If engineers at Stanford have their way, biological research may soon be transformed by a new class of light-emitting probes small enough to be injected into individual cells without harm to the host. Welcome to biophotonics, a discipline at the confluence of engineering, biology and medicine in which light-based devices – lasers and light-emitting diodes (LEDs) – are opening up new avenues in the study and influence of living cells.
The team described their probe in a paper published online February 13 by the journal Nano Letters. It is the first study to demonstrate that sophisticated engineered light resonators can be inserted inside cells without damaging the cell. Even with a resonator embedded inside, a cell is able to function, migrate and reproduce as normal.
APPLICATIONS AND IMPLICATIONS
The researchers call their device a “nanobeam,” because it resembles a steel I-beam with a series of round holes etched through the center. These beams, however, are not massive, but measure only a few microns in length and just a few hundred nanometers in width and thickness. It looks a bit like a piece from an erector set of old. The holes through the beams act like a nanoscale hall of mirrors, focusing and amplifying light at the center of the beam in what are known as photonic cavities. These are the building blocks for nanoscale lasers and LEDs.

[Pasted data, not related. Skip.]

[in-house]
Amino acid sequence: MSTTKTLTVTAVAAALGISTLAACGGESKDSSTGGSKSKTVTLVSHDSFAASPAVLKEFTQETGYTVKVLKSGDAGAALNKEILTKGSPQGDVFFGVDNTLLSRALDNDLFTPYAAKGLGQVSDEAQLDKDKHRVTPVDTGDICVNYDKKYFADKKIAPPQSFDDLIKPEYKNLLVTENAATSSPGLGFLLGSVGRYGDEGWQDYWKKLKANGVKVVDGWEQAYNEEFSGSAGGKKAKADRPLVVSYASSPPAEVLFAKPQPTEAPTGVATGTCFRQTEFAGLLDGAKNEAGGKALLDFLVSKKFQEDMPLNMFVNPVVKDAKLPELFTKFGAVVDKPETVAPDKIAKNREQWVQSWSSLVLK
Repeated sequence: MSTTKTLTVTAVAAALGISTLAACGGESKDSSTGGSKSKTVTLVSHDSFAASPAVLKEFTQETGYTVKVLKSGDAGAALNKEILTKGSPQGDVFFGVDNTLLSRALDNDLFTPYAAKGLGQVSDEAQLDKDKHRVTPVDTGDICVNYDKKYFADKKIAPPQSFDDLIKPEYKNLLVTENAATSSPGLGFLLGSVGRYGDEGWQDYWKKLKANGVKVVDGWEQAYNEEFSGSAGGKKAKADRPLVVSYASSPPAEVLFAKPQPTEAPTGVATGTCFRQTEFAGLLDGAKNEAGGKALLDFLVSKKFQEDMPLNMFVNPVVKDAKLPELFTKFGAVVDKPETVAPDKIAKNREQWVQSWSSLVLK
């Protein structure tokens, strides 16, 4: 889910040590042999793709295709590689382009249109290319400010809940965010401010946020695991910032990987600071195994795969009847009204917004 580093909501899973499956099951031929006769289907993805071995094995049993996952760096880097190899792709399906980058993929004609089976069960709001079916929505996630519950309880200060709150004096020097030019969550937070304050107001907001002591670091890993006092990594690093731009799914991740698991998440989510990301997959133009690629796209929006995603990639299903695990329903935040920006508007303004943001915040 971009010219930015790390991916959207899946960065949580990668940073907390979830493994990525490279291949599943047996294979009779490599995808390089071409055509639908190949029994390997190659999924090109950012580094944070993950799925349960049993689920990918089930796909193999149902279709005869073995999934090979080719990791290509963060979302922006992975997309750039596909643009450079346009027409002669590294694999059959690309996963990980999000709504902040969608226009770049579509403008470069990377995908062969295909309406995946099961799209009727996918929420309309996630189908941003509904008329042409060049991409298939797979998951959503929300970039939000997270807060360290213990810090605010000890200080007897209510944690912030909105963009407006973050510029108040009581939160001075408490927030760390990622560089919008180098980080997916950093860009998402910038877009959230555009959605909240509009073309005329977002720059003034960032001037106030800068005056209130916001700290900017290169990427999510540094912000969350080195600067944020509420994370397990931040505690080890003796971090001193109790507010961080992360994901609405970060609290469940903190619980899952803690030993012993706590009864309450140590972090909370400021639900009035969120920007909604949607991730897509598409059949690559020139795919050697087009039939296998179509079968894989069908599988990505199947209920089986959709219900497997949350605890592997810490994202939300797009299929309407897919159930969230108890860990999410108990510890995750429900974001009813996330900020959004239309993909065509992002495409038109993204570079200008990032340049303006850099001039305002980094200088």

“Devices like the photonic cavities we have built are quite possibly the most diverse and customizable ingredients in photonics,” said the paper’s senior author, Jelena Vuckovic, a professor of electrical engineering. “Applications span from fundamental physics to nanolasers and biosensors that could have profound impact on biological research.”
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El Gamal Elected to the National Academy of Engineering
Stanford University Department of Electrical Engineering Chairperson and Hitachi America Professor Abbas El Gamal was recently elected to the National Academy of Engineering (NAE) for his contributions in information theory, information technology, and image sensors.
According to the NAE, "election to membership is one of the highest professional honors accorded an engineer." The NAE has more than 2,000 peer-elected members and foreign associates, senior professionals in business, academia, and government who are among the world’s most accomplished engineers. They provide the leadership and expertise for numerous projects focused on the relationships between engineering, technology, and the quality of life.
El Gamal's research contributions have spanned several areas, including network information theory, Field Programmable Gate Array, and digital imaging devices and systems. He has authored or coauthored over 200 papers and holds 30 patents in these areas. He is also a Fellow of the IEEE and has received several honors and awards for his research contributions, including the 2012 Claude E. Shannon Award and the 2004 INFOCOM Paper Award.